I’m a geek. Us geeks aren’t exactly the types that have that alpha male presence and a different girl poured over their arm every weekend. And within the circles I move, I find it difficult to meet single, available females. So I decided to join an internet dating site.
Don’t worry, I’ll spare you the sordid details of my personal failures on the site. Well, in this post anyway :) But I would like to share two aspects of online dating. The first is a bit of an overview of what to expect when using a dating site (because I suspect many people have never used one before) and the second is related to the content of my personal “profile” on the dating site.
The site I have used is called DatingBuzz (www.datingbuzz.co.za) but various other large South African portal sites use rebranded versions of the same site. So, if you go to IOL Dating or Ananzi Dating or M-Web Dating, you are basically using the same site as DatingBuzz, it just uses different colours and a slightly different layout consistent with the mother brand.
When you join one of these dating sites, you are asked various questions about yourself: your age, your likes, your religion, your education, your sense of humour, etc. Then you are asked a similar set of questions about your ideal match: acceptable age, acceptable height, their qualifications, and so on. Those are pre-set questions and have pre-set multiple choice answers. You are also requested to complete a free-form block of copy about yourself and another free-form block of copy about your ideal match.
These questions and the free-form copy serve two purposes. Firstly, other users can browse your profile and see the answers you’ve provided to the various questions. This is great because you get to know a fair amount about a person before you’ve even met them, and for the less socially forward of us, this provides nice content to use to break the ice.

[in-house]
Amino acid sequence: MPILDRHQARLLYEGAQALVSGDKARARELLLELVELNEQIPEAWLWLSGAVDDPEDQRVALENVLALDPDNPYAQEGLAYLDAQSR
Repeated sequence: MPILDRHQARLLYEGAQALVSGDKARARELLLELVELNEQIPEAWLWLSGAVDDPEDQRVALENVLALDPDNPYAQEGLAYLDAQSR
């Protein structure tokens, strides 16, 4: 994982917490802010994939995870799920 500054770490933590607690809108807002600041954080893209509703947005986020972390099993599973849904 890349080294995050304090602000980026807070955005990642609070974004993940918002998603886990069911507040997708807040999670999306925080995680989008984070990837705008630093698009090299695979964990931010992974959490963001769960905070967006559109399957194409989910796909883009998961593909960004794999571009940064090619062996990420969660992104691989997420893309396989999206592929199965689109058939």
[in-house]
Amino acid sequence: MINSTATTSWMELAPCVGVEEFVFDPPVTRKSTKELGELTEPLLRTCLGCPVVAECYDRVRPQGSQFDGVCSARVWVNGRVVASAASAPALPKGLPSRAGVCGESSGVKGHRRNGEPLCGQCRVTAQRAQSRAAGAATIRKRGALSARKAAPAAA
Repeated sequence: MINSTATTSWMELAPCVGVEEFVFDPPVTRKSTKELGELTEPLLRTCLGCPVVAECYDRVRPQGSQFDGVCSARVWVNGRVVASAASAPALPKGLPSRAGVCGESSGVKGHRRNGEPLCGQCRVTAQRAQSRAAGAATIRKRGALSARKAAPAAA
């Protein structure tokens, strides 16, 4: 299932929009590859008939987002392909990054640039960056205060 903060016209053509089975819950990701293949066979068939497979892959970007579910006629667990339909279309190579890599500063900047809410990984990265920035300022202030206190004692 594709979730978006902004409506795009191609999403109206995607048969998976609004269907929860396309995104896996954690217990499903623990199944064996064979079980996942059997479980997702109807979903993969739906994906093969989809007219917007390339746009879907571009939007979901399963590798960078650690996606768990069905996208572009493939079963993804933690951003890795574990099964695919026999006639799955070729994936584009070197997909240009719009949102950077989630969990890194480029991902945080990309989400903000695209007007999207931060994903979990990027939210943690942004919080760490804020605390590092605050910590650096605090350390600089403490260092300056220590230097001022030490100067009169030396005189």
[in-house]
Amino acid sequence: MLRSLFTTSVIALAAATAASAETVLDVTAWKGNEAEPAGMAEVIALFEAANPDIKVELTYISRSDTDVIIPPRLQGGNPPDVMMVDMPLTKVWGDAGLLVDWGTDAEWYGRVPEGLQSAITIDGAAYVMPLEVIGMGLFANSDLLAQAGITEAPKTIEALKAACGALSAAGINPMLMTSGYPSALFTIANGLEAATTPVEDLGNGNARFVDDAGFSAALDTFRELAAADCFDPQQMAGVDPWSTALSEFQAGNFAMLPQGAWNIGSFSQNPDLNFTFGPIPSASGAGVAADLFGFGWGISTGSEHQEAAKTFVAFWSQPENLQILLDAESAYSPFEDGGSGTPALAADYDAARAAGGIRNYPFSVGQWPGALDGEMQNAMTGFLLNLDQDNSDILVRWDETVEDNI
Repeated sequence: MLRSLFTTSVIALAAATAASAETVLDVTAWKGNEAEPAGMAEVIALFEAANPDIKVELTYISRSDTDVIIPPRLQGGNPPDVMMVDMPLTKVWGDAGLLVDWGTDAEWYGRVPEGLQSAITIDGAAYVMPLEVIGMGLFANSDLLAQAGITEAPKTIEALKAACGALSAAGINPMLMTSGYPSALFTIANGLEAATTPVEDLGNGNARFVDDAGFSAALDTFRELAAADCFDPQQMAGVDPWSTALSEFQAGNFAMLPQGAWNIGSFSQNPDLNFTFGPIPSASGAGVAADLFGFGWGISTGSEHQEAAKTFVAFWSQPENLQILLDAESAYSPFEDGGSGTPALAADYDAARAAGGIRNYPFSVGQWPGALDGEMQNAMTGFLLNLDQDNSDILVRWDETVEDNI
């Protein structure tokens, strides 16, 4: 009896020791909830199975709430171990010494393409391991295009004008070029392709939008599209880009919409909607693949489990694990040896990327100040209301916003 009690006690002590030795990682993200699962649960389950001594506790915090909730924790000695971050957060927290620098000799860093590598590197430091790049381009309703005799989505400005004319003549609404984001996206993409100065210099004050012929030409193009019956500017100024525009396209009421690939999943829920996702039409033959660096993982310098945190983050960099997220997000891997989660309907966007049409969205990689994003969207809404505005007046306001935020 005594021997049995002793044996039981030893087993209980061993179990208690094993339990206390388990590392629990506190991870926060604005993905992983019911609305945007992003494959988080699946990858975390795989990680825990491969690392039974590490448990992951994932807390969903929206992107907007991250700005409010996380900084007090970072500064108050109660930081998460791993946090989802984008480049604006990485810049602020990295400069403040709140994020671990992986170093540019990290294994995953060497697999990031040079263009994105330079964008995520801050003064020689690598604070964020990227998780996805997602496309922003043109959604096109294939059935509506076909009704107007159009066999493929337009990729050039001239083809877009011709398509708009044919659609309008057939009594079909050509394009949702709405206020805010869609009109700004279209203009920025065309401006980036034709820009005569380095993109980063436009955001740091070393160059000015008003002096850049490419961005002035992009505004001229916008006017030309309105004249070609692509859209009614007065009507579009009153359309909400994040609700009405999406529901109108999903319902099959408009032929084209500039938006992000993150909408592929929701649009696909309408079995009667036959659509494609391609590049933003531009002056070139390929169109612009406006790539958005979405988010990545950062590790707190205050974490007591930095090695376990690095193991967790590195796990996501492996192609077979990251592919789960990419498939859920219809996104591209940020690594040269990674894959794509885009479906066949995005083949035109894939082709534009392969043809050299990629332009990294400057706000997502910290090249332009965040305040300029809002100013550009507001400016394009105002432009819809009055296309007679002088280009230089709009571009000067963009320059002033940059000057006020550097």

The second use of the answers is for automatically generating a list of “Ideal Match” candidates. The system compares the answers you supplied against the answers that every other person of the site provided and generates an “Ideal Match” candidate list, sorted in order of most compatible to least compatible. This automated list sort of works, but I have found - for me at least - it is better to actually do some leg work (ahem) and invest the time in reading people’s profiles.
Now if you’ve actually ever used a dating site before, you’ll know that almost everyone’s profile has pretty much the same boring content. Fair enough, not everyone is a writer. But I wanted to stand out a little and perhaps catch the eye of a slightly quirky girl. So I broke my free-format profile up into two parts: a pure piece of silly creative writing, followed by a more serious overview of who I am and what I like. I won’t bore you with the second part, but since this blog is focused on creative writing, I thought it may be nice to share the silly part.
My dating profile
I like fish. Especially big ones. I had a shark once. He kept chewing on the creepy crawly. Then he ate my gardener. So I had to give him away.
But he was the cutest little fellow. I used to take him down to the public pool on weekends and ride him like a pool noodle. We would see how many limbs we could remove before the lifeguard caught us and said we had to go home.
After the premature departure of my shark, I couldn't bring myself to get another fish. I measured a killer whale, but found he wouldn't be able to turn around in my Jacuzzi. So I got an ostrich instead. We had lots of fun together. He would stick his neck down my sink the whole time. Then one day he got stuck and I had to cut his head off.
Naa, just kidding. I didn't really cut it off. I unbolted the sink and now he wears it as bling. The other birds think he's really cool and the u-bend stops him from hitting his head on the roof of the canary cage when he's playing on his swing.